Marine mammals have a reflective layer behind the retina of their eye called tapetum lucidum, which is Latin for “bright tapestry”. It is this same reflective layer that causes the eyes of cats to glow at night. This layer enhances the ability of an animal to see under low light conditions by reflecting light back through the retina a second time, making the most of available light.

Cat eye reflection from camera flash. Photo courtesy of Shanoaleigh Roseby.
Cat eye reflection from camera flash. Photo courtesy of Shanoaleigh Roseby.

The retina of baleen whale’s eyes contains mostly rod cells, which are sensitive to low intensity light, while cone cells, which distinguish between different colors and are most sensitive to bright light, are less abundant. This means that whales are most likely to see the world in shades of grey.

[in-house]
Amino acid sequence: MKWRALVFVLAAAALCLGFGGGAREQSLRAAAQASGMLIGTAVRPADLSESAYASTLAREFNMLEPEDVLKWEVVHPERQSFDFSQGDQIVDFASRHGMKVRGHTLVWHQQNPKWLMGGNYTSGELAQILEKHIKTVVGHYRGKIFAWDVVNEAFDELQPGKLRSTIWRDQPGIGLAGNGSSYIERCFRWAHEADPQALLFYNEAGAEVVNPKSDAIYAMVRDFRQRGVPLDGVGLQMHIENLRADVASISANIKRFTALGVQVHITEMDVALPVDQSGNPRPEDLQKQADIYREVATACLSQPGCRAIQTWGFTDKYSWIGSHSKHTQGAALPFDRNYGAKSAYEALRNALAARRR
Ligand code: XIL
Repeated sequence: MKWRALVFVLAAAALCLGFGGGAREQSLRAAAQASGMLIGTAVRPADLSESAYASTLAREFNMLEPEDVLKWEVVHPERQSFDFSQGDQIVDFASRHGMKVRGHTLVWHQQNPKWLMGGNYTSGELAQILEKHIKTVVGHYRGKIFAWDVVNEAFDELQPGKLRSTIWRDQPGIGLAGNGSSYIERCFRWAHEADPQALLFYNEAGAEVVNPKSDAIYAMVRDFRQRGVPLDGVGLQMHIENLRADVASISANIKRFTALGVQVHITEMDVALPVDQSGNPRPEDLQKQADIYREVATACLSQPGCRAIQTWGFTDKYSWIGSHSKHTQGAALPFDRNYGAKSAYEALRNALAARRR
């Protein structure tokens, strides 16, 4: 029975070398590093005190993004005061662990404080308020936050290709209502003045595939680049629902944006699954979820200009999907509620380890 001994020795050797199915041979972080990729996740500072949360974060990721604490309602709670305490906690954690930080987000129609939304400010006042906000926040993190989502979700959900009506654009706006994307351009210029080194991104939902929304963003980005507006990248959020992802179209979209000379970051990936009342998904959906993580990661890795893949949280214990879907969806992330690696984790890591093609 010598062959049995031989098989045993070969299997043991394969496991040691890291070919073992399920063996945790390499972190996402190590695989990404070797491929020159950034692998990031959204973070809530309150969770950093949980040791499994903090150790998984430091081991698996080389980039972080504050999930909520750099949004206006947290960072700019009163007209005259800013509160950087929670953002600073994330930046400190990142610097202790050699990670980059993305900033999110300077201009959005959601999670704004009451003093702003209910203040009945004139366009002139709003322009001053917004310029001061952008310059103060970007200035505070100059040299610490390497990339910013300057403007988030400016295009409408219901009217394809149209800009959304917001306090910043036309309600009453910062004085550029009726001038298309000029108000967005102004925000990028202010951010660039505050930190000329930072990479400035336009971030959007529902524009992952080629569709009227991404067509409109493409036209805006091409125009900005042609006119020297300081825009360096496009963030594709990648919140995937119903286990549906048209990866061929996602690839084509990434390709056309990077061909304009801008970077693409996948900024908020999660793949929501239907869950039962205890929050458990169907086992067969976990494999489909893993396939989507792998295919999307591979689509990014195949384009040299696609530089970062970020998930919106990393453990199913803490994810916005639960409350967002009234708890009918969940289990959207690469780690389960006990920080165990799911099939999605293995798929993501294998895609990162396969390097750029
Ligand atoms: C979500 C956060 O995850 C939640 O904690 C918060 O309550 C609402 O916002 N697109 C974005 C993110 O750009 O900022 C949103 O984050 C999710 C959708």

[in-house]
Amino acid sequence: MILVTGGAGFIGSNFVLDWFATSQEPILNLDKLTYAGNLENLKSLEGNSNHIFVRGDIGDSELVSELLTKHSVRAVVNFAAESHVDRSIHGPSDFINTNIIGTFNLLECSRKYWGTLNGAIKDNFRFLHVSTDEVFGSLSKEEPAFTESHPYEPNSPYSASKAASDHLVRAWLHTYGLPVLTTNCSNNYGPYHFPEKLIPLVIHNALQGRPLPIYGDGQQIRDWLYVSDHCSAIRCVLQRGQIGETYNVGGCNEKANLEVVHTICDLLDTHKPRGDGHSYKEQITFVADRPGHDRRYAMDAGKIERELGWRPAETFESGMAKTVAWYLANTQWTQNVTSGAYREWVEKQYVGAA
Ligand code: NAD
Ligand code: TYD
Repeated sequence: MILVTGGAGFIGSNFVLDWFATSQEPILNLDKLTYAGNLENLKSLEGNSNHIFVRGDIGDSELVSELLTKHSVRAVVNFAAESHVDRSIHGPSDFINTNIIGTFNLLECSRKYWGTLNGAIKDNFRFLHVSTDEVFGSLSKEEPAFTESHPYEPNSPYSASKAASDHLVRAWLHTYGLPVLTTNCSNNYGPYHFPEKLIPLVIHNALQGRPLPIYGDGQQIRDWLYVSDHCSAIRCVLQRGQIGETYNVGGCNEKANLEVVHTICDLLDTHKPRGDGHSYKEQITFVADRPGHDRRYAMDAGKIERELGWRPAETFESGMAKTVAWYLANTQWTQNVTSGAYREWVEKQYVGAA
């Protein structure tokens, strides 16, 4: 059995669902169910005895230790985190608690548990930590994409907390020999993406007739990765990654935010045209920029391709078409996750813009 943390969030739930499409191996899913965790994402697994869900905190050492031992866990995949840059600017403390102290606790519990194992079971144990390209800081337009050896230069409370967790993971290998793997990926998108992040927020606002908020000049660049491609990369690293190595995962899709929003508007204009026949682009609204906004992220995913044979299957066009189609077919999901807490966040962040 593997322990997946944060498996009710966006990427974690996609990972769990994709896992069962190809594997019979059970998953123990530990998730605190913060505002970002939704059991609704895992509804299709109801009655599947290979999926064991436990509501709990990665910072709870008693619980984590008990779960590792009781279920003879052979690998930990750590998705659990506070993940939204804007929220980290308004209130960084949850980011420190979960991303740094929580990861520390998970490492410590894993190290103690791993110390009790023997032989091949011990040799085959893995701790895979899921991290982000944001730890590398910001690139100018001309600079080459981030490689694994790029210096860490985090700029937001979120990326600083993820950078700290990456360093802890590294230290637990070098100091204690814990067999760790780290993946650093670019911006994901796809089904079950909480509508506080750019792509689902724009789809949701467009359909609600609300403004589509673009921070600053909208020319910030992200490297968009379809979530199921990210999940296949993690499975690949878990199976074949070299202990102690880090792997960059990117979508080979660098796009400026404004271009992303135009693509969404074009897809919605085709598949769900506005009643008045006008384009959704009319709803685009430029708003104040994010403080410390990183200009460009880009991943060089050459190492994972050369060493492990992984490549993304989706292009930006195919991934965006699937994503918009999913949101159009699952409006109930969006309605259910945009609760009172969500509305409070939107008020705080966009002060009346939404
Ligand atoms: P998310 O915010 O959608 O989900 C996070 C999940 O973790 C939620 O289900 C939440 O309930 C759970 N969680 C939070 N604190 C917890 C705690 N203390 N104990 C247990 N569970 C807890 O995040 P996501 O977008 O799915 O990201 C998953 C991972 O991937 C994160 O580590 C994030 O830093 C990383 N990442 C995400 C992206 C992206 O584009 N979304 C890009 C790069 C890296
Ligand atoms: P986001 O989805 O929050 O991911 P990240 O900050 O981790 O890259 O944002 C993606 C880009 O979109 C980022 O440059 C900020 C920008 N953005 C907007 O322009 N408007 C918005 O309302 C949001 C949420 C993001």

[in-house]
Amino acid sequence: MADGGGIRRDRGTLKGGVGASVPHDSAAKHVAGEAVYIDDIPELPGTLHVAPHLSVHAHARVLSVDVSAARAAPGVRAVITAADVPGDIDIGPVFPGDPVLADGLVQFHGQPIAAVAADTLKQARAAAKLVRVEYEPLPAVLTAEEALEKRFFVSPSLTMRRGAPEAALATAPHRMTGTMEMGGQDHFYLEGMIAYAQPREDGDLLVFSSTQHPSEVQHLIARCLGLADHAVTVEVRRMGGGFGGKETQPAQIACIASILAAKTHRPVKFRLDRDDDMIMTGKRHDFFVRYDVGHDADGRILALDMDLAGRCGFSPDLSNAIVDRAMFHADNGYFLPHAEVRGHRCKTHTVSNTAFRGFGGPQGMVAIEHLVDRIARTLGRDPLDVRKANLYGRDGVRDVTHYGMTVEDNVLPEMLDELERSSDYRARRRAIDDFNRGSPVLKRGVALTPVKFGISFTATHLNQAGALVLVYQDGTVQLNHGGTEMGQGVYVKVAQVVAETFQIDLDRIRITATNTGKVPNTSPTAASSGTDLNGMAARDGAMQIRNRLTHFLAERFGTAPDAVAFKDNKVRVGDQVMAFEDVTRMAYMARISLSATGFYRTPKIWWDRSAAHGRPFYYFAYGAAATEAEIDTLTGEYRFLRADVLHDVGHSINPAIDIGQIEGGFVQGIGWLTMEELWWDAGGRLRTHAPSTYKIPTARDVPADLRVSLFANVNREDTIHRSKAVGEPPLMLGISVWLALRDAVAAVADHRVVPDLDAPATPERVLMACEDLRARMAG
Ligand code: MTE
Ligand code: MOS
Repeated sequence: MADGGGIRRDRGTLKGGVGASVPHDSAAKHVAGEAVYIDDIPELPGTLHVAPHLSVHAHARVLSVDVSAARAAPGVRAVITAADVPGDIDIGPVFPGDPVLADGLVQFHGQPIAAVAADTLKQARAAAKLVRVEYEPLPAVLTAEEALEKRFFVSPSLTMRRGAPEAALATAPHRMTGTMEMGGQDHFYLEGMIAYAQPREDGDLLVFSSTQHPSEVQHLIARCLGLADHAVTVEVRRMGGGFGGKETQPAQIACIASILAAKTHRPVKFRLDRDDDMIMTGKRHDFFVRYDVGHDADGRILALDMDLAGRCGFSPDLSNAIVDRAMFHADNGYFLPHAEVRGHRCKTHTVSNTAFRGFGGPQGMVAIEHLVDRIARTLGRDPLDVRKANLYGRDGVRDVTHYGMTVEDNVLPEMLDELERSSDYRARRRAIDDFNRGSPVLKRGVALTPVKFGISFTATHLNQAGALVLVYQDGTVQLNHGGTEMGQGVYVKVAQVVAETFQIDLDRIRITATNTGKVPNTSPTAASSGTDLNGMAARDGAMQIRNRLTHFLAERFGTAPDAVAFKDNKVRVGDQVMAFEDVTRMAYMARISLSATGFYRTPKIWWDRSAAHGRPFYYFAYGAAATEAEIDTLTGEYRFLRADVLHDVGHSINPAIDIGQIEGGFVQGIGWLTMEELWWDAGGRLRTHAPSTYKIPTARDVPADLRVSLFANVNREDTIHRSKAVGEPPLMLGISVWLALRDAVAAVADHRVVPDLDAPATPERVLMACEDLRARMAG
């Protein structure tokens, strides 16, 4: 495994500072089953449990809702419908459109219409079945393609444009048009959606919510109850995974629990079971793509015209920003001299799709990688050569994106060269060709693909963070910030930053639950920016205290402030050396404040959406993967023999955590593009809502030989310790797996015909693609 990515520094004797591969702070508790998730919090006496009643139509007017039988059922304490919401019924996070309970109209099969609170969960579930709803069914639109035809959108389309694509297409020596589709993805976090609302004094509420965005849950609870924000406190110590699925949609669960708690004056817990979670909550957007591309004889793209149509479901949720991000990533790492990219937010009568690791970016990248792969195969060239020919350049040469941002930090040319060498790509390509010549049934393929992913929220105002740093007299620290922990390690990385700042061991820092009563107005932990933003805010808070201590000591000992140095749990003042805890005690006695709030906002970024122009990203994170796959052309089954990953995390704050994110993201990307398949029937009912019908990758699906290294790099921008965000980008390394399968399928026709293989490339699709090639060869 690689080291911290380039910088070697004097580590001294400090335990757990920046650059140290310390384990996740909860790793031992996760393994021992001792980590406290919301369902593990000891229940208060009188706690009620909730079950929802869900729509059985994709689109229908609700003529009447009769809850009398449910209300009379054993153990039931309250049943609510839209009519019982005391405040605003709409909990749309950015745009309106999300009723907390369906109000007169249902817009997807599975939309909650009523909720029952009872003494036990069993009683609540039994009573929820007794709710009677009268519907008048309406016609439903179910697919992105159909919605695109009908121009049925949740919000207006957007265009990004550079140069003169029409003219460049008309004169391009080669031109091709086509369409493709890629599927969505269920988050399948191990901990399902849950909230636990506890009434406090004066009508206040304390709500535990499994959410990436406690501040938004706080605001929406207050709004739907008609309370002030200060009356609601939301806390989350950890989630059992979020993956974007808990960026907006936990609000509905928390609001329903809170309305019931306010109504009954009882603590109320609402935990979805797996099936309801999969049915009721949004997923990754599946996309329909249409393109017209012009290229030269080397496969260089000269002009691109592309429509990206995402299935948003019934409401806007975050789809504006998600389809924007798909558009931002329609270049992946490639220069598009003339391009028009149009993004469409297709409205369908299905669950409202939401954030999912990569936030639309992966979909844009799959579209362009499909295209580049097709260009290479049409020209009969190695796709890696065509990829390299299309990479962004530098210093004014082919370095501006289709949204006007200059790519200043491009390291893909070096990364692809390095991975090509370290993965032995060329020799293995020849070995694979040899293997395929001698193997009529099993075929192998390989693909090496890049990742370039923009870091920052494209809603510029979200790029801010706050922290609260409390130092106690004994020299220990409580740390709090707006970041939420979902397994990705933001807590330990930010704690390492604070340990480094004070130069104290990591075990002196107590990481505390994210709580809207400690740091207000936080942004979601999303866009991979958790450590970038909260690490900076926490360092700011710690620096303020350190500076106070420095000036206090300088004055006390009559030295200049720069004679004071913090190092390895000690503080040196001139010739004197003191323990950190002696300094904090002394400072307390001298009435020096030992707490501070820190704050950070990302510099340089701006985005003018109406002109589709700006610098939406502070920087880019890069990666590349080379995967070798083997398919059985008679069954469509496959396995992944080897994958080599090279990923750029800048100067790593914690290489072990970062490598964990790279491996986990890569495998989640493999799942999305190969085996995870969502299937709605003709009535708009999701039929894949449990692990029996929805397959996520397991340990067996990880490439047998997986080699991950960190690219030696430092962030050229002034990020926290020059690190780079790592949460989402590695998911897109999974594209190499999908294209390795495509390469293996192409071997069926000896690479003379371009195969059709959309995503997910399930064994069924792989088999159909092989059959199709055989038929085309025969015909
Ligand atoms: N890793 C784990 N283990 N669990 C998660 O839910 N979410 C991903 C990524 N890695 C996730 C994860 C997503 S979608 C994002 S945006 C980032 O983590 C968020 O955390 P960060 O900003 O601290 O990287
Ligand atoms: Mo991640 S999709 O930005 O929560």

Humpback Whale Eye
Humpback Whale Eye
Posted by:Stephanie Stack

Stephanie is the Chief Biologist at Pacific Whale Foundation. Stephanie's research focuses on the health & behavior of whales and dolphins in the Pacific.

Leave a Reply

Fill in your details below or click an icon to log in:

WordPress.com Logo

You are commenting using your WordPress.com account. Log Out /  Change )

Google photo

You are commenting using your Google account. Log Out /  Change )

Twitter picture

You are commenting using your Twitter account. Log Out /  Change )

Facebook photo

You are commenting using your Facebook account. Log Out /  Change )

Connecting to %s